Darkness in El Dorado - Archived Document
Anthropological Niche of Douglas W. Hume
Home | Darkness in El Dorado | Contact

Internet Source: Native News, September, 2000
Source URL: http://w3.arizona.edu/~narc/n8tvnews/september.html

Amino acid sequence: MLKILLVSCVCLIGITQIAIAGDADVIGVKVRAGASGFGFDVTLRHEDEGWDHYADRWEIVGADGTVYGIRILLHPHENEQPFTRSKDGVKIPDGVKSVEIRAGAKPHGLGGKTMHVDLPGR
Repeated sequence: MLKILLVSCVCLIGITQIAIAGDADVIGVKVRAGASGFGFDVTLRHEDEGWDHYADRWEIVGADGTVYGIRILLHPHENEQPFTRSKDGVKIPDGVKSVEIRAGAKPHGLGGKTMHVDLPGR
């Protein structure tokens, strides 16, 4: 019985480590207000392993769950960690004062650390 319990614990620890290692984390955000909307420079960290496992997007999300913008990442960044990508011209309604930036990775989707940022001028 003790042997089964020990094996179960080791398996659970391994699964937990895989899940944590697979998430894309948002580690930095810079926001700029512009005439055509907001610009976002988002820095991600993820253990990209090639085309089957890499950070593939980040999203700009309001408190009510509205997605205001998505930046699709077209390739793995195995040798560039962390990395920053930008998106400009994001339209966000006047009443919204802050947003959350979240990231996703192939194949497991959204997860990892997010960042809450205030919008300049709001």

Book attacks scientists who studied isolated Brazilian Indians in 1968 New York Times Sept. 29, 2000 NEW YORK - A book about anthropologists working with isolated Indians in Amazonia has touched off a raging storm in the profession, reviving scholarly animosities, endangering personal reputations and, some of the parties say, threatening to undermine confidence in legitimate practices of anthropology. In the book, Darkness in El Dorado: How Scientists and Journalists Devastated the Amazon, Patrick Tierney, a journalist, presents evidence showing that in 1968 anthropologists, supported by the former Atomic Energy Commission, inoculated several communities of the Yanomami Indians with a measles vaccine. He suggests that this experiment possibly contributed to the epidemic of the disease that broke out. "Hundreds, perhaps thousands" of people died in a population of little more than 20,000, the author reported. This is the most inflammatory of several cases described by Tierney as examples of careless and perhaps unethical behavior by anthropologists and filmmakers who visited and studied the Yanomami. Living in the Amazon basin of southern Venezuela and northern Brazil and having virtually no contact with the outside world until the 1950s, the Yanomami have become to social scientists models of what primitive Stone Age cultures must have been like. Some anthropologists who have read the book or a summary of the allegations joined the attack, urging the American Anthropological Association or some other scientific body to undertake a thorough investigation of the "imminent scandal." They expressed concern that the allegations would make it more difficult to gain permission to conduct field work in many countries and win the trust of subjects of their studies. Others who are familiar with some of book's contents insisted that the allegations were either unfounded or exaggerated. The leader of the project was Dr. James V. Neel, a specialist in human genetics at the University of Michigan, who died in February. Dr. Napoleon A. Chagnon, now an emeritus professor of anthropology at the University of California at Santa Barbara, and a junior member of the expedition denied the allegations, calling them part of a "long vendetta against me" by some of the critics.